Trustee alters pay plan
The new compensation request by
Hawaiian's Gotbaum is lower to start
than a much-criticized plan, but could
wind up paying more over all
The trustee for Hawaiian Airlines yesterday cut his much-criticized request for compensation by nearly 30 percent for the interim, with the understanding that a federal judge will consider back-end loading the package upon the carrier's reorganization.
Joshua Gotbaum, who was hired as trustee of the bankrupt airline in July, had sought a $840,000-plus compensation package for his service. The request prompted legal complaints from Hawaiian Holdings Inc., the parent company of Hawaiian Airlines, the Association of Flight Attendants; the Air Line Pilots Association; and Robert C. Konop, a pilot for Hawaiian Airlines. The request also brought forth a limited objection from American Airlines and a conditional objection from Boeing Capital Corp. and BCC Equipment Leasing Corp.
The new compensation package seeks up to $50,000 a month in interim compensation, capping out to $600,000 a year. The request also asks for up to $10,000 a month in expenses, said Bruce Bennett, an attorney who represents Gotbaum and Hawaiian Airlines.
The request was made with the caveat that Gotbaum's final compensation will be greater than his interim compensation and that it will be based on results, Bennett said.
"The total package will conceivably be the same or larger than the original package and more back-end loaded," Bennett said, adding the decision to present a new compensation request was not based on the objections that have been filed in court.
Capt. Jim Giddings, spokesman for the Air Line Pilots Association, called the new request "a step in the right direction." The Association of Flight Attendants and the other parties that filed complaints could not be reached for comment.
Gotbaum's earlier requested compensation package had been criticized by some who had said it would net the executive at least a quarter of a million dollars a year more than his predecessor John Adams, former chairman and chief executive officer of the airline.
However, a declaration filed Dec. 5 in bankruptcy court asserts that the compensation was not out of line when compared to other bankruptcy cases, Gotbaum said, adding that John Monahan received a bonus upon the reorganization of Hawaii department store chain Liberty House.
According to news reports, Monahan, who made approximately $230,000 to $250,000 a year as Liberty House president, got a bonus of 30 percent of his annual salary, amounting to about $70,000 a year. Monahan's contract also provided severance pay equal to two years' salary if the bankruptcy reorganization effort failed and the company was liquidated.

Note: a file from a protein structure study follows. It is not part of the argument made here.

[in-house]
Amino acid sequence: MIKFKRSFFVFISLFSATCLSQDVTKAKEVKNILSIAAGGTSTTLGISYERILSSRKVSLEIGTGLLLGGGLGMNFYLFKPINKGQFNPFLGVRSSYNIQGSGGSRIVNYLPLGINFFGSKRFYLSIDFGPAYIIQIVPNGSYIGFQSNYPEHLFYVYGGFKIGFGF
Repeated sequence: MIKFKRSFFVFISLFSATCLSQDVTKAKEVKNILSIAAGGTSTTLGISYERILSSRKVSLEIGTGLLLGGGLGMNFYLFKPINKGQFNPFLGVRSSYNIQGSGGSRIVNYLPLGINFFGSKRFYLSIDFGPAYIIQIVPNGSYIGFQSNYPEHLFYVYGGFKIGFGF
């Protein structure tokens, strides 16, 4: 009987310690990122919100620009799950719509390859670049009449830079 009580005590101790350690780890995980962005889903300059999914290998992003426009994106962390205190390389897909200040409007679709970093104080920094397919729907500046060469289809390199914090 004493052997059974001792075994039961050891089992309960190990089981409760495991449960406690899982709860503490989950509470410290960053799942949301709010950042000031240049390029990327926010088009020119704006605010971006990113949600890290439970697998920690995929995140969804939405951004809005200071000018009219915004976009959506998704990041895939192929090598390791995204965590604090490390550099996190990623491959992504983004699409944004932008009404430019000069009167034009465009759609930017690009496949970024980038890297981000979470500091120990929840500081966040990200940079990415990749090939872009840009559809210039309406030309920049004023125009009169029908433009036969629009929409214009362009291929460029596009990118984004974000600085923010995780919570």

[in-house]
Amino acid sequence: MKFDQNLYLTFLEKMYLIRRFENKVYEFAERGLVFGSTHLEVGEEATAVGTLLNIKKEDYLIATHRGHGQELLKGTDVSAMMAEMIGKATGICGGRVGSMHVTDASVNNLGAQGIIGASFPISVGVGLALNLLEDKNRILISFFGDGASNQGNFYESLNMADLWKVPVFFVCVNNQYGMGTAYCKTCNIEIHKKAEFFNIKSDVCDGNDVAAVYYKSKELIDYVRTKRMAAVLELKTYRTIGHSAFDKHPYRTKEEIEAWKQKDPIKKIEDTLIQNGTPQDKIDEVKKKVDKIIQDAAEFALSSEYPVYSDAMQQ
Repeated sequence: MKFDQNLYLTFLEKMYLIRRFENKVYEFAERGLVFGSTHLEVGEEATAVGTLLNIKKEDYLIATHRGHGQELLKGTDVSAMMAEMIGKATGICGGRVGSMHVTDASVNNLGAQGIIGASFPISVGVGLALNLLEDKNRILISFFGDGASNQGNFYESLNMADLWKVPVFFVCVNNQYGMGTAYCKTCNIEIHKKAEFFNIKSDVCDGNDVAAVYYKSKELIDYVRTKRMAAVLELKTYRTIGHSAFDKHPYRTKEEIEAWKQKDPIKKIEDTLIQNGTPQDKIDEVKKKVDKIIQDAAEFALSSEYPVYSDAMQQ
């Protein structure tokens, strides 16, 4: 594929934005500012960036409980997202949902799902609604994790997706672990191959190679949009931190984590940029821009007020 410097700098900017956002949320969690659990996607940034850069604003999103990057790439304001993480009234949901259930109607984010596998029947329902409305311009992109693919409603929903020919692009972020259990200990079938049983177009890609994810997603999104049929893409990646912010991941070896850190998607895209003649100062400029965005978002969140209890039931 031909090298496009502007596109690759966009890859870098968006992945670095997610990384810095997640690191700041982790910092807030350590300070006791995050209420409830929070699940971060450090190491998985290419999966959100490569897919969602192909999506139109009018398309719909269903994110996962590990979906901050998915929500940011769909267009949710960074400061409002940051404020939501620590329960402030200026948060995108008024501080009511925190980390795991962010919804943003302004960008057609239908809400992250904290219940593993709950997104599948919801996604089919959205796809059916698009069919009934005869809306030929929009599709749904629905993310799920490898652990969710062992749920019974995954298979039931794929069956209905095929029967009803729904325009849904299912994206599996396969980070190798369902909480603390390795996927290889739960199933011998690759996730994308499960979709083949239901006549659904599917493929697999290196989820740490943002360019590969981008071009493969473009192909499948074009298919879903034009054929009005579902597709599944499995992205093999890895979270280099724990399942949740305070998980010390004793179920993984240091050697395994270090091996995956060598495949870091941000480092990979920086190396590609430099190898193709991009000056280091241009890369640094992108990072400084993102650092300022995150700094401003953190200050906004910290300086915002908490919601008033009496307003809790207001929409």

Gotbaum decided to withdraw his earlier compensation request after dialogue with U.S. Bankruptcy Judge Robert Faris revealed he would be more willing to consider compensation at the end of the reorganization, Bennett said.
"I've always felt that compensation should be determined by the court based on what is fair and right," Gotbaum said, adding that it's too early to speculate on the amount of his full compensation.
"In bankruptcies that are successful, the bonuses have sometimes been very large," Gotbaum said. "I'm comfortable leaving that until the end of the case and to the judgment of the court."
Faris, who is set to rule on the motion at 10 a.m. on Jan. 23, appointed Gotbaum trustee of the carrier after allegations surfaced that Adams may have improperly diverted funds.
Hawaiian filed for Chapter 11 reorganization on March 21, 2003, after the airline, which already had received $15 million in employee concessions, was unable to renegotiate $20 million in lease concessions from its aircraft lessors.
Gotbaum has the next six months or so to make good on his goal to have the bankrupt company flying higher by summer. He expects to present a reorganization plan to the judge in June, with completion slated for summer's end.
Since beginning his stint as trustee, Gotbaum has weighed mergers, acquisitions, employee furloughs, new routes, fleet and fare changes to meet this goal. He's canceled leases on two of the airline's aircraft.
Gotbaum also has investigated management activities leading up to bankruptcy, which has resulted in a $28 million lawsuit against Adams and other insiders. The lawsuit, which alleged leaders improperly diverted funds, prompted Adams to return $500,000 to the airline last month.
Because of this history, Gotbaum said he would have expected Adams to object to his compensation request.
" I have sued John Adams trying to get back the $20 million that I believe he took illegally. He doesn't want to give the money back and will throw up any smoke screen," Gotbaum said.
But Gotbaum said it's appropriate for the airline unions to question the proposed package.
"They have given concessions in the past and need to satisfy members that nobody is being unfairly compensated," he said. "In the end, it will be for the judge to decide."